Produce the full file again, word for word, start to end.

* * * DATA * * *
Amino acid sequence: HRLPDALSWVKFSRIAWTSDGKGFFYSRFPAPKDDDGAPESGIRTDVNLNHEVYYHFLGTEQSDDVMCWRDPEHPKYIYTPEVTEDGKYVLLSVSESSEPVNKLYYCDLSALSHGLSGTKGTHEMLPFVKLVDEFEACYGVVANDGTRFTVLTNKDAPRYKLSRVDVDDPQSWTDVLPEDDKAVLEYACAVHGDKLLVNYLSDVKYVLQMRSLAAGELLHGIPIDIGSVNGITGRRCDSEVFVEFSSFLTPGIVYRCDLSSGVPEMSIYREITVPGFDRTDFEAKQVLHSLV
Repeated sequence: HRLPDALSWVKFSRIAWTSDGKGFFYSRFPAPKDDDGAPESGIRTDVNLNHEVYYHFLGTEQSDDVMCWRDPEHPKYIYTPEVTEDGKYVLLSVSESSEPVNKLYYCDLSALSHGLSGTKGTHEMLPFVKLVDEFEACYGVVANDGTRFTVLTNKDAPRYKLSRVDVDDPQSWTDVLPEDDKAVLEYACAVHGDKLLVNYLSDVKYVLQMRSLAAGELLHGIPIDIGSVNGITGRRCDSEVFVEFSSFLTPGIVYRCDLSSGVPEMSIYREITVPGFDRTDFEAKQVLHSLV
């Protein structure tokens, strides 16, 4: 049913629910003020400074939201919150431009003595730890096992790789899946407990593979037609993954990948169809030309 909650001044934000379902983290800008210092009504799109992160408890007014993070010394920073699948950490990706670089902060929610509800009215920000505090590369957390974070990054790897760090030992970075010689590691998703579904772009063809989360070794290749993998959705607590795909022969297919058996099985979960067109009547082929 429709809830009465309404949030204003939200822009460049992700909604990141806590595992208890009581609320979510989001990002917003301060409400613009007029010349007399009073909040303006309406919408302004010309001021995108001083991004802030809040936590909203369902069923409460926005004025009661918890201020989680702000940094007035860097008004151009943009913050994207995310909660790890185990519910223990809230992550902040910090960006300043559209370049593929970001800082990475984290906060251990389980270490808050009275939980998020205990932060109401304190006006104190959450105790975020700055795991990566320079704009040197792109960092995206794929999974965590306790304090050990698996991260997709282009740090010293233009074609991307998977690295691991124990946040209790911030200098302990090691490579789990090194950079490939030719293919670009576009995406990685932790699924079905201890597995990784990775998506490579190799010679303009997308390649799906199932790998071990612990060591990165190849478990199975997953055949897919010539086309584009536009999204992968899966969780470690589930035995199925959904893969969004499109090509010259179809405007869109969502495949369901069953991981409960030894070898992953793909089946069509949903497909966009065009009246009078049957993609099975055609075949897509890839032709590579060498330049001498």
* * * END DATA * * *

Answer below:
Amino acid sequence: HRLPDALSWVKFSRIAWTSDGKGFFYSRFPAPKDDDGAPESGIRTDVNLNHEVYYHFLGTEQSDDVMCWRDPEHPKYIYTPEVTEDGKYVLLSVSESSEPVNKLYYCDLSALSHGLSGTKGTHEMLPFVKLVDEFEACYGVVANDGTRFTVLTNKDAPRYKLSRVDVDDPQSWTDVLPEDDKAVLEYACAVHGDKLLVNYLSDVKYVLQMRSLAAGELLHGIPIDIGSVNGITGRRCDSEVFVEFSSFLTPGIVYRCDLSSGVPEMSIYREITVPGFDRTDFEAKQVLHSLV
Repeated sequence: HRLPDALSWVKFSRIAWTSDGKGFFYSRFPAPKDDDGAPESGIRTDVNLNHEVYYHFLGTEQSDDVMCWRDPEHPKYIYTPEVTEDGKYVLLSVSESSEPVNKLYYCDLSALSHGLSGTKGTHEMLPFVKLVDEFEACYGVVANDGTRFTVLTNKDAPRYKLSRVDVDDPQSWTDVLPEDDKAVLEYACAVHGDKLLVNYLSDVKYVLQMRSLAAGELLHGIPIDIGSVNGITGRRCDSEVFVEFSSFLTPGIVYRCDLSSGVPEMSIYREITVPGFDRTDFEAKQVLHSLV
């Protein structure tokens, strides 16, 4: 049913629910003020400074939201919150431009003595730890096992790789899946407990593979037609993954990948169809030309 909650001044934000379902983290800008210092009504799109992160408890007014993070010394920073699948950490990706670089902060929610509800009215920000505090590369957390974070990054790897760090030992970075010689590691998703579904772009063809989360070794290749993998959705607590795909022969297919058996099985979960067109009547082929 429709809830009465309404949030204003939200822009460049992700909604990141806590595992208890009581609320979510989001990002917003301060409400613009007029010349007399009073909040303006309406919408302004010309001021995108001083991004802030809040936590909203369902069923409460926005004025009661918890201020989680702000940094007035860097008004151009943009913050994207995310909660790890185990519910223990809230992550902040910090960006300043559209370049593929970001800082990475984290906060251990389980270490808050009275939980998020205990932060109401304190006006104190959450105790975020700055795991990566320079704009040197792109960092995206794929999974965590306790304090050990698996991260997709282009740090010293233009074609991307998977690295691991124990946040209790911030200098302990090691490579789990090194950079490939030719293919670009576009995406990685932790699924079905201890597995990784990775998506490579190799010679303009997308390649799906199932790998071990612990060591990165190849478990199975997953055949897919010539086309584009536009999204992968899966969780470690589930035995199925959904893969969004499109090509010259179809405007869109969502495949369901069953991981409960030894070898992953793909089946069509949903497909966009065009009246009078049957993609099975055609075949897509890839032709590579060498330049001498």